The Ybarra case is not comparable. There no gun was present. Nothing was immediately evident that suggested violence. There was no suggestion that the bartender was armed or anyone else in the bar was armed to protect a major drug conspiracy or a large cache of heroin. The bartender gave every appearance of being a small time drug retailer.

 The facts in this case are not comparable to those in other cases in which the evidence has been suppressed for lack of reasonable suspicion. For example, in United States v. Santillanes, 848 F.2d 1103 (10th Cir. 1988), the Court of Appeals found that a pat-down was not justified where the defendant had passed through an airport metal detector and police suspected only that he had travelled out of state in violation of his pretrial release for a prior offense. In United States v. Clay, 640 F.2d 157 (8th Cir. 1981), the court found no reasonable suspicion as to an unknown individual who knocked on the door of a house that police were searching for drugs, contraband and weapons. See also, United States v. Cole, 628 F.2d 897 (5th Cir. 1980) (no reasonable suspicion to pat down person who pulled into parking spot attached to residence which police were about to search for drugs), cert. denied, 450 U.S. 1043, 101 S. Ct. 1763, 68 L. Ed. 2d 241 (1981); United States v. Perez, 732 F. Supp. 347 (E.D.N.Y. 1990) (evidence suppressed where police searched unknown person seen with suspected drug dealer in outdoor parking lot).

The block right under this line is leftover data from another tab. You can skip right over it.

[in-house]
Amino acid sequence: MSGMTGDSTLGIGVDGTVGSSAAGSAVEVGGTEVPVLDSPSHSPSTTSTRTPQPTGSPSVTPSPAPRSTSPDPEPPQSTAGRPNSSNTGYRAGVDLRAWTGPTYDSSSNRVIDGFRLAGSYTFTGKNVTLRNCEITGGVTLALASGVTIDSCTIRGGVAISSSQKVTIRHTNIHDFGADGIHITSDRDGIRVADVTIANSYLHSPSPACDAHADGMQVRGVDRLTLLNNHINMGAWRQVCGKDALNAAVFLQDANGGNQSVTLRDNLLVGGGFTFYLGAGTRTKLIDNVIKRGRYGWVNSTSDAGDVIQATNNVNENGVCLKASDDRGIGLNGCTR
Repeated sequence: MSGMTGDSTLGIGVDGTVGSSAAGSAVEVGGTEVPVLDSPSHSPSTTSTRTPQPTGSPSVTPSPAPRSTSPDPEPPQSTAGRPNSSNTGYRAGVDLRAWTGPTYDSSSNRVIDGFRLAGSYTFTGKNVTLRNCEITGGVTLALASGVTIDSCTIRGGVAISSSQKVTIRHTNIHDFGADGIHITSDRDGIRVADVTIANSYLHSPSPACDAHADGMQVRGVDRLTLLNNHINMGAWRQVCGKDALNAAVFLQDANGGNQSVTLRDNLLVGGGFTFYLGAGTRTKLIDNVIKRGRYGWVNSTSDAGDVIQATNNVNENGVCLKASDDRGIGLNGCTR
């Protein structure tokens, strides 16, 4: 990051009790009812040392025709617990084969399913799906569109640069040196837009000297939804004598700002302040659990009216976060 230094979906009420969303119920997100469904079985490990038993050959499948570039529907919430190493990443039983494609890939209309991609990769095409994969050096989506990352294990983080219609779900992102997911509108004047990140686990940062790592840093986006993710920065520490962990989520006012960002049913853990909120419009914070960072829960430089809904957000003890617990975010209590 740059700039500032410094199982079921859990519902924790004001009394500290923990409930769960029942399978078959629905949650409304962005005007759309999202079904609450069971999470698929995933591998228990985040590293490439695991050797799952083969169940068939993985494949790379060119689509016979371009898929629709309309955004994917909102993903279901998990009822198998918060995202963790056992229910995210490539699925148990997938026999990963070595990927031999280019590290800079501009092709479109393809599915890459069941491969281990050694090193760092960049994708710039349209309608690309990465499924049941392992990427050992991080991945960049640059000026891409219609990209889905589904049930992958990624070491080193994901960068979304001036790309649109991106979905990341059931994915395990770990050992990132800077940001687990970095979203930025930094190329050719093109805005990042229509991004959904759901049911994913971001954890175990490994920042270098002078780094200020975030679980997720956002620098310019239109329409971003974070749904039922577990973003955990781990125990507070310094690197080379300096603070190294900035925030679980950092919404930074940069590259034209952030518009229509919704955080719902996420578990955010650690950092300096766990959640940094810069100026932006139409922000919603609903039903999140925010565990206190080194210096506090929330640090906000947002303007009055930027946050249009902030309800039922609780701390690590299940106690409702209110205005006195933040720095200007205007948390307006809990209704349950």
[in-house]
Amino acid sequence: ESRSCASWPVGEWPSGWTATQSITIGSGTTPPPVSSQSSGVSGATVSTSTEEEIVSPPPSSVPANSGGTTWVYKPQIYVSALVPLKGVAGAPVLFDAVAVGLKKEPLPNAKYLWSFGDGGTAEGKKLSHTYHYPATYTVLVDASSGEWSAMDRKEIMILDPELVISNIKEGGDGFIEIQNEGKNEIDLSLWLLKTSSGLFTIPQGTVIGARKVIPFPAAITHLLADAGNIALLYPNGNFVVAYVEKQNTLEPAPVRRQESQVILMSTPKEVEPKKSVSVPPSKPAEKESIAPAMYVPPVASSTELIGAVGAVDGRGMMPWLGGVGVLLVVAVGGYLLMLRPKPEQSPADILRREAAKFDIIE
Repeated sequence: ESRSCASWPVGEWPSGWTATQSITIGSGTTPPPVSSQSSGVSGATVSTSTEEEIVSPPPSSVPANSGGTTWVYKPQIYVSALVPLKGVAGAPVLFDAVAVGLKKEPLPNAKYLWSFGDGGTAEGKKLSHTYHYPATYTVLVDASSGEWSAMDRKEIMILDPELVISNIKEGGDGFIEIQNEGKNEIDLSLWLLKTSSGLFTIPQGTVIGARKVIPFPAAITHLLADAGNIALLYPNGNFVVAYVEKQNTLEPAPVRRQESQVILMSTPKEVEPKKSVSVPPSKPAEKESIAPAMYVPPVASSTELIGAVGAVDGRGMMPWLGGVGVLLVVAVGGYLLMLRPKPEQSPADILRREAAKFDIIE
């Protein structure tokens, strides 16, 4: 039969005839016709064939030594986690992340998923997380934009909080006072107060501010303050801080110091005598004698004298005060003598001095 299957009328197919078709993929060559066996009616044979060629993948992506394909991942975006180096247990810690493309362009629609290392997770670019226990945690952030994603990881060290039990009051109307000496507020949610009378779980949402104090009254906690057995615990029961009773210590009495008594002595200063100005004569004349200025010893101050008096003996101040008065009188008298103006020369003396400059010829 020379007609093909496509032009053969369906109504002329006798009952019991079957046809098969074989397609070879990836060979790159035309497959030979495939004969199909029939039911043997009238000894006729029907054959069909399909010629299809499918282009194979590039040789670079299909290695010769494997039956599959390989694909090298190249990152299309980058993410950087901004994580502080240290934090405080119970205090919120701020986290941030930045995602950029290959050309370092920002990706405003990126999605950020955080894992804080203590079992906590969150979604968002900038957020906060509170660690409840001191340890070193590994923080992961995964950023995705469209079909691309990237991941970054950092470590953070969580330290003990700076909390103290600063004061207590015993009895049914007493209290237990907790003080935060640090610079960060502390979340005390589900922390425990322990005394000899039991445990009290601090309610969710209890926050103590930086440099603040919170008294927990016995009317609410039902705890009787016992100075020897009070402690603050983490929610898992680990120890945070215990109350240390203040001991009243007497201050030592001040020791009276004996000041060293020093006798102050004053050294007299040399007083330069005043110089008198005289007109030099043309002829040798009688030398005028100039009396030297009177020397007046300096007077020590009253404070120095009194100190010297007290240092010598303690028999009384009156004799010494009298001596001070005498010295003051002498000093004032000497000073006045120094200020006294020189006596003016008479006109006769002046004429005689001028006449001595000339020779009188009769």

These cases did not concern a contained area in which a gun had already been found on individuals possibly connected with the person patted down.

 This court holds that, based on the facts the officers learned after entering the bar, the officers were entitled to have a reasonable suspicion that defendant was armed and dangerous.

 Defendant's motion is denied. So ordered.

 Dated: Brooklyn, New York

 June 1, 1993

 Eugene H. Nickerson, U.S.D.J.